Endocrine Abstracts (2006) 11 P754

Novel mutations in the ACTH receptor gene as a cause of familial glucocorticoid deficiency

LF Chan1, LA Metherell1, H Krude4, JC Carel3, PV DeLamater5, A Huebner2 & AJL Clark1


1William Harvey Research Institute, Barts and the London, QMUL, London, United Kingdom; 2Children’s Hospital, Technical University, Dresden, Germany; 3Institut National de la Sante et de la Recherche Medicale U561, Paris, France; 4Paediatric Endocrinology, University Children’s Hospital Charite, Berlin, Germany; 5Paediatric Endocrinology, Endocrine&Diabetes Care Centre, Ohio, United States.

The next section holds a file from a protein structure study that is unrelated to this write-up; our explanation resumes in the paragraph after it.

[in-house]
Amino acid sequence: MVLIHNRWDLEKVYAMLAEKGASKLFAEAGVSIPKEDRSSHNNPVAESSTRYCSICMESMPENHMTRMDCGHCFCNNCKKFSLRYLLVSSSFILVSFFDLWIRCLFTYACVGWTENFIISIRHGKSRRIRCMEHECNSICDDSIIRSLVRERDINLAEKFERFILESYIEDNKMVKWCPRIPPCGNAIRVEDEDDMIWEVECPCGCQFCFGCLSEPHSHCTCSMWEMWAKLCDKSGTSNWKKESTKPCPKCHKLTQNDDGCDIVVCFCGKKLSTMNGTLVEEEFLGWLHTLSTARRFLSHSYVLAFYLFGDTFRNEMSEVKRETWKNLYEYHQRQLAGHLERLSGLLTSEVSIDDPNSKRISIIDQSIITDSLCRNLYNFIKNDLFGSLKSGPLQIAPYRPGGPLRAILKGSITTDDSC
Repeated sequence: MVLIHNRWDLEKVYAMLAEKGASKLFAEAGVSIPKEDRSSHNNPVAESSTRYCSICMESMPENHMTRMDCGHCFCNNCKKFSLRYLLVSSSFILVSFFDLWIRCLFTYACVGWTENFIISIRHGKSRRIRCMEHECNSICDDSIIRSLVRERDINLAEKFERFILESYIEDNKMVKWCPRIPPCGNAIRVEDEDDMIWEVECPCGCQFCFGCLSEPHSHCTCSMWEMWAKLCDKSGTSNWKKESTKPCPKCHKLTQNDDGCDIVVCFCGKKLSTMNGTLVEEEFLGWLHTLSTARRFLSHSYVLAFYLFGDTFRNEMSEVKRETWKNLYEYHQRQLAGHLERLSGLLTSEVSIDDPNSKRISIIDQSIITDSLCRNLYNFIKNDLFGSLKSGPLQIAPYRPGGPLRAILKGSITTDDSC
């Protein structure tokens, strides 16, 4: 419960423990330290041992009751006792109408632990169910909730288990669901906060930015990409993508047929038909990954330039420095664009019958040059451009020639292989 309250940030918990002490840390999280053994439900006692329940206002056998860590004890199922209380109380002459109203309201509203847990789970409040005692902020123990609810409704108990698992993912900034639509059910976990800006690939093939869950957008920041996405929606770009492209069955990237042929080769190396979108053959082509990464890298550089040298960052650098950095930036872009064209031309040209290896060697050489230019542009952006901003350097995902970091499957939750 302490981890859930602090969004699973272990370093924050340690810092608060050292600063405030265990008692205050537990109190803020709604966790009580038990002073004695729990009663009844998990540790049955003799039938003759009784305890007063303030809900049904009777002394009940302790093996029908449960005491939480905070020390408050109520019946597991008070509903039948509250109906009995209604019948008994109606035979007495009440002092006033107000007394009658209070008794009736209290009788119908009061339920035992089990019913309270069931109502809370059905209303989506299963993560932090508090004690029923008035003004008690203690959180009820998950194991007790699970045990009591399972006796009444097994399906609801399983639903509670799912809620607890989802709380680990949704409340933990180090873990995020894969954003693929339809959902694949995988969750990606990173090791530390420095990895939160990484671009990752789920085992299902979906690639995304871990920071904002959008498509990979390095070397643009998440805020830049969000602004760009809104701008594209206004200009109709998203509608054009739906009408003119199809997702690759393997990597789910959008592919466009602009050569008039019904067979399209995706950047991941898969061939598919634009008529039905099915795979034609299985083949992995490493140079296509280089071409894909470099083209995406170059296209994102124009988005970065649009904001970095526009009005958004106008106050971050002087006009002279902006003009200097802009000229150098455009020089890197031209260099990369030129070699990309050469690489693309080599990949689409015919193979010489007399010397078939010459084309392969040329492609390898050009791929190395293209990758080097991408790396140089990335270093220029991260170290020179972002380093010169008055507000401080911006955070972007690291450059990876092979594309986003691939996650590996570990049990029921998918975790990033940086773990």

Familial glucocorticoid deficiency (FGD) is a rare autosomal recessive disease resulting from adrenal unresponsiveness to ACTH. Patients present in early childhood with hyperpigmentation, hypoglycaemic episodes and seizures secondary to glucocorticoid deficiency. If left untreated this condition is fatal. Mineralocorticoid production is normal. Mutations in the ACTH receptor have been well described and account for approximately 25% of cases. We describe 3 additional novel mutations in the ACTH receptor. Patient 1 presented in the neonatal period with hyperpigmentation associated with very low cortisol and grossly elevated ACTH levels. Mutation analysis revealed compound heterozygous mutation S74I/H170L (serine 74 →isoleucine mutation on one allele and a histidine 170 →leucine mutation on the other). S74I homozygous mutations are well described and associated with Scottish ancestry. The S74I mutation effectively disables the receptor. The H170L mutation is novel, lying in the 2nd extracellular loop and hence may interfere with ligand binding. Patient 2 presented early in life with isolated glucocorticoid deficiency and carries a homozygous mutation resulting in a substitution of leucine →proline at position 55 in the region of the 1st intracellular loop. Patient 3 presented with hypoglycaemia and seizures, has a homozygous nonsense mutation resulting in a truncated protein at position 180 of the ACTH receptor (S180X). The protein lacks the 6th and 7th transmembrane domains, 3rd intracellular loop, 3rd extracellular loop and the C terminal tail. In keeping with this mutation, patient 3 has a severe phenotype requiring high replacement doses of hydrocortisone and despite this remains darkly pigmented with very high ACTH levels. There remains scope for further functional characterisation of ACTH receptor mutations which may enhance our knowledge of ACTH receptor action.

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